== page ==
As per the Clark County Clerk of the Court, records generated before 1909 are instead sought from the Lincoln County Clerk’s Office.

Searchers can view court records online for free using the Clark County Divorce Search Tool.5 Additionally, patrons can request divorce records and have them mailed or picked up at the Records Division Office at the address below.

A screenshot of the divorce search tool for records filed in the family court that displays search criteria such as record number or name in last, first, middle, and suffix format and includes a captcha, clear and submit button, and an advanced filtering option.
Source: Eighth Judicial District Court Clark County, Nevada6

Requesters can email the request to or mail it to the Clerk of Court:

Clerk of Court
Attention: Records
200 East Lewis Avenue
Las Vegas Nevada 89155

Record search costs $0.50 per year and cost for photocopies is $0.50 per page pursuant to NRS 19.013. Certification of documents cost $3.00 per document and exemplifications cost $9.00.

For any questions, call the numbers listed on this telephone directory.7

Acquire Divorce Records From Washoe County: As with Clark County, the Second Judicial District Court holds divorce records and copies of decrees in Washoe County; searchers may benefit from noting that these are not available at the Recorder’s Office.

To commence the search, interested parties will need the case number which they can obtain by using the Washoe County Divorce Record Search Tool at no cost. They may also view divorce records in this way.

If searches cannot use the online method, they may mail in a request for search of name/case number form. The fee for the search is $0.50 per name and year searched and paid for using cash (in person only), check, money order, local business and personal check (in person only).

Submit this request to the Second Judicial District Court with a self-addressed envelope.

Second Judicial District Court
Attention: Records
75 Court Street
Reno, Nevada 89501

Copies of divorce records have a flat rate of $6.00 regardless of the number of pages. Applicants can use the online portal to make payments via credit or debit card.

Alternatively, once the case number is known, fill out the copy request form and email it to or mail it with payment in cashier’s check or money order with a self-addressed envelope to the Second Judicial District Court at the address listed above. However, it should read, “Attention: Mail Desk”.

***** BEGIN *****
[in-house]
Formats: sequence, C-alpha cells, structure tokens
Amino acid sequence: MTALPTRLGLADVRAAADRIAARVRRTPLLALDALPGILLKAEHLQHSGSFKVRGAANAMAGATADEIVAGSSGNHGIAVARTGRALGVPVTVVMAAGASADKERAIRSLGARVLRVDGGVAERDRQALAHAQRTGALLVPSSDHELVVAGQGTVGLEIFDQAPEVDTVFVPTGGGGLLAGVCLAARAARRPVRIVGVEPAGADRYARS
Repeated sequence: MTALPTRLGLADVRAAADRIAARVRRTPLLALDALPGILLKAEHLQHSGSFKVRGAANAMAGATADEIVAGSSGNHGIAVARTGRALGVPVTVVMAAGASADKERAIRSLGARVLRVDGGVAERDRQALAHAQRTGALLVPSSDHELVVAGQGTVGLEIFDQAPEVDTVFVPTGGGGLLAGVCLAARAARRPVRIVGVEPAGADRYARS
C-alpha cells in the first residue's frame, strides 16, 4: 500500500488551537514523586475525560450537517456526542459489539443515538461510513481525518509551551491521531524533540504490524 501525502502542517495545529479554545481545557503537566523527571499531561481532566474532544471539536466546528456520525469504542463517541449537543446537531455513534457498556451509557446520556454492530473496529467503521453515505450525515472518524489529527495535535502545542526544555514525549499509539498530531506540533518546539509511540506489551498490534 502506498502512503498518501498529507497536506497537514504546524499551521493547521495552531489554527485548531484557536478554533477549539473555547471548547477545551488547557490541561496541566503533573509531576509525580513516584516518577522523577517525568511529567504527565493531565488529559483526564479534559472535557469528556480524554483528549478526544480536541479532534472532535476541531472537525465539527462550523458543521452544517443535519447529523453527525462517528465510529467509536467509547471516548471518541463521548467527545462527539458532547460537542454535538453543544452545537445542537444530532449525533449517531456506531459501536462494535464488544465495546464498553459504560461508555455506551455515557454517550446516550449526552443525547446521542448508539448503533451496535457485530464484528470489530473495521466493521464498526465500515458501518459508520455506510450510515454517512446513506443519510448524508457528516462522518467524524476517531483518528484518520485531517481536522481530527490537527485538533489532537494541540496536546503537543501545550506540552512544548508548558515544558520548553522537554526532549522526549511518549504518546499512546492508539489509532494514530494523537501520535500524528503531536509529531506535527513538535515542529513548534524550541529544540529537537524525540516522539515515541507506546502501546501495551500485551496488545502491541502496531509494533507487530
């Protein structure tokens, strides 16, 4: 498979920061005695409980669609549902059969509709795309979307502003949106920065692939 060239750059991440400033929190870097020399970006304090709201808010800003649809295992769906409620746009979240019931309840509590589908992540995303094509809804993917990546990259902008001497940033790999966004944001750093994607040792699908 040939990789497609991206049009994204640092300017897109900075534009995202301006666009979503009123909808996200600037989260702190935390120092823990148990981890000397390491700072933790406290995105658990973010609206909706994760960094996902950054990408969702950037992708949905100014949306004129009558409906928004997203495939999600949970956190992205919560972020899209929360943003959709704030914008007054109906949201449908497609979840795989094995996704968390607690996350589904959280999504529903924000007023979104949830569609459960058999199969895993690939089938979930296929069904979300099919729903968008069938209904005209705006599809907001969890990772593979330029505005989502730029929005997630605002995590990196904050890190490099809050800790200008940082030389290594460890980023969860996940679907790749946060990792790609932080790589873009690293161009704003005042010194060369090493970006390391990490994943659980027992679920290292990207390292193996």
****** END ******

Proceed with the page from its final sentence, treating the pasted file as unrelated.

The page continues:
Patrons may also visit the Resource Center in person at the address below with the case number, ID and a form of payment such as cash, credit card or money order.

Second Judicial District Court
Resource Center
3rd floor, One South Sierra
Reno, Nevada 89501

For questions and inquiries, call 775.325.6731 or email

Retrieve Divorce Records in Lyon County: Interested parties may view and obtain copies of divorce records from the Lyon County Recorder’s Office.8 These records which date back from 1970 to present are viewed and acquired online, by phone, email, fax and in person.

The quickest and most convenient way to find divorce records for free would be online using the Lyon County Self Service Web Portal. Patrons can make an online request for document copy, which costs $1.00 per page and an additional $4.00 per certified document; there is also an additional $10.00 search fee.

A screenshot of Lyon County Self Service Web Portal that allows the client to search for records using displayed features such as parties involved in the case, grantor, grantee, recording date start and end, and document number, while book pages are searched through book types, book, page, parcel ID, and notes; also it allows search features for document types.
Source: Lyon County Self-Service Web Portal9

These requests are paid for via credit card and certificates are either mailed or picked up at the office. Postage carries a minimum charge of $1.50; call 775.463.6581 for more information on rates. The credit card vendor Point & Pay charges a 2.5% processing fee.

Interested parties can either email the request to or fax it to 775.463.5305. Patrons may also order divorce records by calling 775.463.6581.

To obtain copies through walk in requests, visit the Lyon County Recorder Monday through Friday between 8 AM and 5 PM at the location below:

Lyon County Recorder
27 South Main Street
Yerington, Nevada 89447

In some cases, citizens may find divorce records from city recorders and clerks. The three most populous cities in Nevada are Las Vegas, Henderson and North Las Vegas. Each of these cities refer to Clark County as the source of divorce records.

To search for divorce records through official city public channels, perform a Google Search with the following syntax: “ [city name] City divorce records search.”

Searching Free Nevada State Divorce Archives for Genealogy & Lineage Research

Public divorce records are a crucial component of genealogy research and ascertaining family lineage—the main sources to find these records would be the County Clerk/Recorder for each county and the Nevada State Office of Vital Statistics.

These vital records help individuals learn more about their family members’ personalities and challenges that they faced. It should be stated that unlike marriage records, divorce records tend to be neglected when researching genealogy due to the need to have extensive knowledge to find them.